Now, it is our job to keep believing in ourselves, but more importantly, start to believe in others

“You now have something to show your knowledge,” Milbrath said. “Instead of someone trying to take my word for it, I know my worth.”

Over the next five years, the Washington State projects a staggering 740,000 job openings will be available for skilled workers, including many in the aerospace and advanced manufacturing industries. Finding skilled workers is a daunting challenge for many employers today, however, through registered apprenticeships, vital industries can remain competitive for generations to come.

Congratulations to the AJAC Class of 2018!

View photos from the ceremony via AJAC’s Flickr Page.

Seth Hamilton was nearing his 17th birthday and knew he wasn’t going to college. His after-high-school plans did not involve a four-year institution. Rising student loans and lack of finances steered Seth away from the popular choice of college and universities. As a junior at Lincoln High School, Seth enrolled in AJAC’s first Youth Apprenticeship program for high school students. One year later, Seth, along with Sean Colyer, another youth apprentice, are set to graduate and become Washington State’s first youth apprentice graduates this June.

During a visit from Governor Inslee in April, four of AJAC’s youth apprentices, along with their respective employers, toured the Governor around their shop floor highlighting the impact Youth Apprenticeship has made. “We started years ago trying to recruit younger people,” said Marianne Eveland, Production Manager at Quality Stamping & Machining. “This program allows the community to have extra help recruiting the right type of people.” A thorough vetting process designed by AJAC and local employers provided companies a platform to find the right candidates who have a focus on growing their skill set in manufacturing, whether it be machining, engineering, or fabrication.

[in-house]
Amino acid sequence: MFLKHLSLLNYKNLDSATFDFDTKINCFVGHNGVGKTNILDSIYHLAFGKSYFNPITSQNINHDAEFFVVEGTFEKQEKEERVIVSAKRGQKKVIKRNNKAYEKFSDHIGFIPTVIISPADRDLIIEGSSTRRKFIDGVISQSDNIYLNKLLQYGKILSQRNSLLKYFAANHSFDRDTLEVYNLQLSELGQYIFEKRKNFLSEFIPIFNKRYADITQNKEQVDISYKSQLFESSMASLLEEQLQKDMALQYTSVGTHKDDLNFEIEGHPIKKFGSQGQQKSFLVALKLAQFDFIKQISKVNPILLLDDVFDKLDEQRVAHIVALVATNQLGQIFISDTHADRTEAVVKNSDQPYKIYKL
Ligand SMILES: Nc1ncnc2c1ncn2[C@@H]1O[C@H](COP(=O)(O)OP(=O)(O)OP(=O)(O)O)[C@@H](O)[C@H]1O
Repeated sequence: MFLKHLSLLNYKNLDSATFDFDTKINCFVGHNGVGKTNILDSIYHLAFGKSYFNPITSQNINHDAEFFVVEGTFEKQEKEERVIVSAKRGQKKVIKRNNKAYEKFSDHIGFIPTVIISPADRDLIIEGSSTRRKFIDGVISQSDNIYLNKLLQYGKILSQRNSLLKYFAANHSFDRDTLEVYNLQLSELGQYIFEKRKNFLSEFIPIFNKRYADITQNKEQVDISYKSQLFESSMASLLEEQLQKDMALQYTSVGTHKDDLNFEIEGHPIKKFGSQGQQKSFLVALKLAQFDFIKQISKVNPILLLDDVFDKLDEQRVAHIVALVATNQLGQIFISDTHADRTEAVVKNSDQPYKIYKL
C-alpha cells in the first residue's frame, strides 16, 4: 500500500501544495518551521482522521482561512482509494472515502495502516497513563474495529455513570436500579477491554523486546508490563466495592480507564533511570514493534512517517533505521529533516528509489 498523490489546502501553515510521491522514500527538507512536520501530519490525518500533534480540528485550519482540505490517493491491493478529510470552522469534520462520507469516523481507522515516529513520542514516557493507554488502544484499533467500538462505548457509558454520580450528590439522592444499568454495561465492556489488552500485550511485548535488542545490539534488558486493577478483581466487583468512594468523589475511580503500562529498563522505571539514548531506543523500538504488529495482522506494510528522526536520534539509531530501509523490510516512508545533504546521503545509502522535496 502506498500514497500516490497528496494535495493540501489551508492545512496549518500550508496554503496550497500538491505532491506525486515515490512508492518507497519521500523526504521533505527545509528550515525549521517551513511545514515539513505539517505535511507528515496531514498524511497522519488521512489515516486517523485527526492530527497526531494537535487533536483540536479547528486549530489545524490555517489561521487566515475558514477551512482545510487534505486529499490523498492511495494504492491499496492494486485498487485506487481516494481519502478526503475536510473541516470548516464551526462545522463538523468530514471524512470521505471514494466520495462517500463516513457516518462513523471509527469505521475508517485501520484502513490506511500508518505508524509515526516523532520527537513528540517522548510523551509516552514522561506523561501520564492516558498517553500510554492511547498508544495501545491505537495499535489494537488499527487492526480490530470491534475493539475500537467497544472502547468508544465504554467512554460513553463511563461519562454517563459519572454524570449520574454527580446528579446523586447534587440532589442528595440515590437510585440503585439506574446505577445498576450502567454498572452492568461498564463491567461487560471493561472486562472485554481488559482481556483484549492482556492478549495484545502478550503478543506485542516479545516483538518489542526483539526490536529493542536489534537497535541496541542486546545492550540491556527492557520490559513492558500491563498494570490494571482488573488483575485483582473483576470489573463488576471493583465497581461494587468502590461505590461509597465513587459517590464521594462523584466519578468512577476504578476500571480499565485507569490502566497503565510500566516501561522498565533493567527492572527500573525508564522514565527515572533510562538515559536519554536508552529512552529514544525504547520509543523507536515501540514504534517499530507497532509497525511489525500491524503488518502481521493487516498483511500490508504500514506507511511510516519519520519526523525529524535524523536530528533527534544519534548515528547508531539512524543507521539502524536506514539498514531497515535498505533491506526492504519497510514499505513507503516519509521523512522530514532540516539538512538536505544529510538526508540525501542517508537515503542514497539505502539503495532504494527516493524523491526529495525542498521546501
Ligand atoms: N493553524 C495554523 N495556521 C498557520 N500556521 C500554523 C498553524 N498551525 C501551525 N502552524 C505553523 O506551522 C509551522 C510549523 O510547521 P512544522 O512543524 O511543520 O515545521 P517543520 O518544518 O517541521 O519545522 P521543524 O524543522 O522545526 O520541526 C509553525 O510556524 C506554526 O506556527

Seth Hamilton, one of AJAC’s first Youth Apprentice graduates, prepares his HAAS CNC machine for a new part.

During the recruitment process at all ten Tacoma public high schools, Hamilton showed a strong interest in manufacturing. Lincoln High School, known locally for its outstanding shop class, laid the foundation for his success at American Structures & Design. Although he worked with manual machines in high school, Hamilton soon developed a new-found-love for Computer Numerical Controlled (CNC) machines, “Working on CNC machines is pretty intimate. It can be tedious at times, but you’re not doing the same thing every day. It has a lot of different things that can happen, different things you have to look for. It keeps the job interesting, it keeps your brain working.”